Church, this city, performed the cere
mony. Mr. Edris is head bookkeeper
of the J. Friedman Wholesale Cloth
ing Company, of New York, where the
young couple will reside.
Mrs. Harry Dalton and son, Dana
Dalton, of 311 Buckthorne street, are
home after a visit with relatives in
Avanel and Jersey City, N. J.
Mrs. Jacob Elder, of 1631 North
Third street, is home after a visit with
her daughter. Mrs. Frank Strassner, at
Newark. N. J.
Mrs. H. G. Devlin and son, Howard
Devlin, have returned to the city after
spending some time with her mother,
Mrs. P. J. Crawford, at Jersey
City. N. J.
Mr. and Mrs. Elmer Townsend and
Miss Marjorie Towsend, of Maclay
street, were week-end visitors in Phila
delphia.
Mr. and Mrs. George W. Reily, Jr.,
are. home after a trip to New York.
Mrs. Arthur Emmons and children,
of Dover, Mass.. will spend the holi
days with Mrs. Einmons' mother, Mrs.
William O. Hickok, at 504 North Sec
ond street.
Mrs. D. L. Jnuss, of 310 Chestnut
street, will spend the winter at Hot
Springs.
Mrs. Eugene Charles Ensminger, of
Green street, is enjoying a stay in
Philadelphia.
Mrs. Eleanor Rutherford Elder, of
Kensington, Md., will be a holiday
guest of Miss Isabelle Ryder, of Cot
tage Ridge.
Mrs. Herring and Miss Elizabeth
Herring, of Woodhaven, L. 1., are
guests of Mrs. Herring's mother, Mrs.
Marie Doiker, at 1431 Derry street.
Mr. and Mrs. Milton Howard Green
await, of Brooklyn, will remain for the
Christmas season at the home of Mrs.
Greenawalt's parents, Mr. and Mrs. C.
F. Gohl, 1003 North Second street.
Mrs. Charles H. Pastor, 1609 Green
street, and her daughter, Mrs. Harry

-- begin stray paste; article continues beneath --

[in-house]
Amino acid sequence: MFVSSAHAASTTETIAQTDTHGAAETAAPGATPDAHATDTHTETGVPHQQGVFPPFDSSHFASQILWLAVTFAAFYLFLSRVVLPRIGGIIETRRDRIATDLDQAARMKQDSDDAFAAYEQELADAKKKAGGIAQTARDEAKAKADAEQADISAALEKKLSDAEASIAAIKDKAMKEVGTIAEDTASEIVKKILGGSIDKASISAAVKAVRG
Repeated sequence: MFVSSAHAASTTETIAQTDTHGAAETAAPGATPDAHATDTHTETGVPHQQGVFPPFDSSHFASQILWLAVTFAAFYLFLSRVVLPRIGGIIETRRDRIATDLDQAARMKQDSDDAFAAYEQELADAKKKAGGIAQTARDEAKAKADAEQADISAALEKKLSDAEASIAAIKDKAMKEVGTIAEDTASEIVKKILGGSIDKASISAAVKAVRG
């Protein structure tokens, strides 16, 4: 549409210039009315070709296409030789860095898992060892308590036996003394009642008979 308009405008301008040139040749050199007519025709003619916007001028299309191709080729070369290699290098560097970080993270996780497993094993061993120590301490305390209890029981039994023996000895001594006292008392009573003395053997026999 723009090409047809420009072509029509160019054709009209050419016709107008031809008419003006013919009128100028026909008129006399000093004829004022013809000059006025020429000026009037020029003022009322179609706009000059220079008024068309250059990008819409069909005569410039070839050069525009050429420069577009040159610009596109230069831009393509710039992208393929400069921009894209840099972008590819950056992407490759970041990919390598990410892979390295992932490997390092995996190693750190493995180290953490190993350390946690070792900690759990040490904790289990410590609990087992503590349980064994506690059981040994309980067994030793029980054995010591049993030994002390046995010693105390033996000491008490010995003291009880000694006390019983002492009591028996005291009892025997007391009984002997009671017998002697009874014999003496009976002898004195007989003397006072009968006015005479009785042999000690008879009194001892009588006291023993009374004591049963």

I'lrloh, are taking a pleasure trip t«,
Princeton. Yonkers and New York
city.
Mrs. J. R. Montgomery, 310 Chest
nut street, is going to Hot Springs for
a stay of several months.
SSSrkWS
Mr. and Mrs. Clayton A- Musser, of
Booneville, N. Y. t announce the birth
of a daughter, Muriel Marguerite Mus
ser, Tuesday, December 8 1914. Mr.
Musser is a former Harrisburger and
son of Mr. and Mrs. Frank H. Musser,
of this city.
Mr. and Mrs. Gardner Wilson, of
Brooklyn, announce the birth of a
daughter. Helen Louise Wilson, Thurs
day. December 10, 1914, Mr. and Mrs.
Wilson were former residents of this
. clti'.
HARRISBURG TELEGRAPH
Twentieth Anniversary
of Mr. and Mrs. Mathias
The twentieth wedding anniversary
of Mr. and Mrs. Ernest Mathias was
happily celebrated at their residence,
265 Delaware street, with an informal
gathering of their friends.
Holiday colorings were prevalent in
the house decorations and the hosts
were presented with gifts of linen and
china, preceding an elaborate supper.
In attendance were the liev. Henry
Hanson, pastor of the Messiah Lu
theran Church; Mrs. Hanson, J. W.
Mathias, Mr. and Mrs. Edward Math
ias, Mr. and Mrs. David Bender, Mr.
and Mrs. Fred Bender, Mrs. John
Eang, Mr. and Mrs. Edward Walborn,
Mr. and Mrs. J. D. Nieth, Edward
Hamill, Mr. and Mrs. Harry Young,
Mr. and Mrs. Charles Anderson. Mr.
and Mrs. Frank Mickley, Mr. and Mrs.
William Farmer, Mrs. James Springer,
Mrs. Harvey Still, Mr. and Mrs. Ed.
Munsay, Mrs. George Humble, Mrs.
Harry Trostie, Mrs. Eberly, Mr. and
Mrs. Thomas Bell. Mrs. Shade, Miss
McCaroll, Mr. and Mrs. J. D. Brenne
man, Mrs. Stine, Mrs. George Blair,
Mrs. Butllngton, Mrs. Telsom, Mrs.
Boyer, Mrs. Martz, the Misses Fannie
Knepley, Helen Shade, Margaret
Flowers, Harriet Flowers, Grace Orr,
Hazel Hamill, Esther Trostie, Kathryn
Trostie, Mildred Mathias, Kathryn
Mathias Alice Still, Minnie Still, Geo.
Humble, Lester Mathias, Andrew
Eveler, Harvey Still, Joseph Mathias
and Paul Mathias.
CHRISTMAS DANCE
Miss Elinor Walter's Younger Pupils
Enjoy Holiday Event Saturday !
The younger pupils of Miss Elinor
Walter's dancing class had a Christ
mas fete Saturday afternoon at Win
terdale. Small pails of Christmas can
dies were given as favors after a pleas,
ant time dancing.
In attendance were the Misses
Louise Smith, Justice Boggs, Evelyn
Kapner, Adele Claster. Rosalind
Freund. Gertrude Lantz, Mildred Gut
man, Ruth Kapner, Dorothy Katz,
Louise Schutzenbach, Mareaner
Simms, Helen Condren, Charlotte
Grove, Dorothy Katz, Mary Elizabeth